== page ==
Immediately Dangerous to Life or Health Concentrations (IDLH)
CAS number: 75–43–4
NIOSH REL: 10 ppm (40 mg/m3) TWA
Current OSHA PEL: 1,000 ppm (4,200 mg/m3) TWA
1989 OSHA PEL: 10 ppm (40 mg/m3) TWA
1993-1994 ACGIH TLV: 10 ppm (42 mg/m3) TWA
Description of Substance: Colorless gas with a slight, ether-like odor.
LEL:. . Nonflammable Gas
Original (SCP) IDLH: 50,000 ppm
Basis for original (SCP) IDLH: ACGIH  reported
that 52,000 ppm produced incoordination, irregular breathing,
and tremors in guinea pigs [Underwriters' Laboratory 1935].
Scheel (member of the Standards Completion Program Respirator
Committee), in evaluating the work of Aviado and Belej ,
indicated cardiac toxicity at 100,000 ppm. Based on the above
data, an IDLH of 50,000 ppm has been chosen.
Existing short-term exposure guidelines: National
Research Council [NRC 1984] Emergency Exposure Guidance Levels
1-hour EEGL: 100 ppm
24-hour EEGL: 3 ppm
ACUTE TOXICITY DATA
Lethal concentration data:
Tappan and Waritz 1964
von Weigand 1971
von Weigand 1971
|>373,832 ppm (2.0) |
99,800 ppm (2.0)
<125,000 ppm (1.25)
<125,000 ppm (1.25)
Other animal data: In 5-minute cardiac sensitization screening tests, 2 of 12 unanesthetized dogs exposed to 10,000 ppm of dichloromonofluoromethane plus intravenous epinephrine showed evidence of serious arrhythmia; no response was noted at 5,000 ppm [Mullin 1975].
Human data: None relevant for use in determining the revised IDLH.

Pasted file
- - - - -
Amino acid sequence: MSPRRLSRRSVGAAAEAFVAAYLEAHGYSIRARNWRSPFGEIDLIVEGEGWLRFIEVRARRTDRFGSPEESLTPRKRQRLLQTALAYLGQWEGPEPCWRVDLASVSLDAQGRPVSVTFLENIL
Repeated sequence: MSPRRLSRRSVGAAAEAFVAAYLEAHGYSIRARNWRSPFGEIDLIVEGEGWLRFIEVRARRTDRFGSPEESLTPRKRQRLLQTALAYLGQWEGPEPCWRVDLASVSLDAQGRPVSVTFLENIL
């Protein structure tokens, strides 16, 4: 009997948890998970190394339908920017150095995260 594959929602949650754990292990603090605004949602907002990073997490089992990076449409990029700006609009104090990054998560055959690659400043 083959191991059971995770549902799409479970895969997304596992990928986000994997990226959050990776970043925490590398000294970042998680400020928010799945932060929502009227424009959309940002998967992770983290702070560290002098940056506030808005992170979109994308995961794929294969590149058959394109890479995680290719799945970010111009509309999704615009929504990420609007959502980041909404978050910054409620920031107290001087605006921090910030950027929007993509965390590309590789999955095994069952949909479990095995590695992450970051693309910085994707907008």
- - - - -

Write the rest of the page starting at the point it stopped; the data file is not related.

|Revised IDLH: 5,000 ppm
Basis for revised IDLH: The revised IDLH for dichloromonofluoromethane is 5,000 ppm based on acute inhalation toxicity data in animals [Mullin 1975; Tappan and Waritz 1964; von Weigand 1971]. This may be a conservative value due to the lack of relevant acute toxicity data for workers.
1. ACGIH . Dichloromonofluoromethane. In: Documentation of the threshold limit values for substances in workroom air. 3rd ed. Cincinnati, OH: American Conference of Governmental Industrial Hygienists, pp. 81-82.
2. Aviado DM, Belej MA . Toxicity of aerosol propellants on the respiratory and circulatory systems. I. Cardiac arrythmia in the mouse. Toxicology 2:31-42.
3. Kozbakova AE . Comparative toxicity of chlorinated and fluorinated methane and ethane derivatives. Gig Tr Prof Zabol 20(11):38-41 (in Russian).
4. Mullin LS . Unpublished data. Newark, DE: Haskell Laboratory, E.I. DuPont de Nemours and Company, November 1975. [From ACGIH . Dichlorofluoromethane. In: Documentation of the threshold limit values and biological exposure indices. 6th ed. Cincinnati, OH: American Conference of Governmental Industrial Hygienists, pp. 434-435.]
5. NRC . Emergency and continuous exposure limits for selected airborne contaminants. Vol. 2. Washington, DC: National Academy Press, Committee on Toxicology, Board on Toxicology and Environmental Health Hazards, Commission on Life Sciences, National Research Council, pp. 41-45.
6. Tappan CH, Waritz RS . Unpublished data: acute inhalation toxicity of Freon-21® (fluorodichloromethane). Report No. 128-64. Newark, DE: E.I. DuPont de Nemours and Company, Haskell Laboratory for Toxicology and Industrial Medicine, November 1964.
7. Underwriters' Laboratory . The comparative life, fire, and explosion hazards of dichloromonofluoromethane (F21). Miscellaneous Hazard Report No. 2630. [From ACGIH . Dichloromonofluoromethane. In: Documentation of the threshold limit values for substances in workroom air. 3rd ed. Cincinnati, OH: American Conference of Governmental Industrial Hygienists, pp. 81-82.]
8. von Weigand W . Investigations on the inhalation toxicity
of fluorine derivatives of methane, ethane, and cyclobutane. Zentralbl
Arbeitsmed Arbeitsschutz 21:149-156 (in German).
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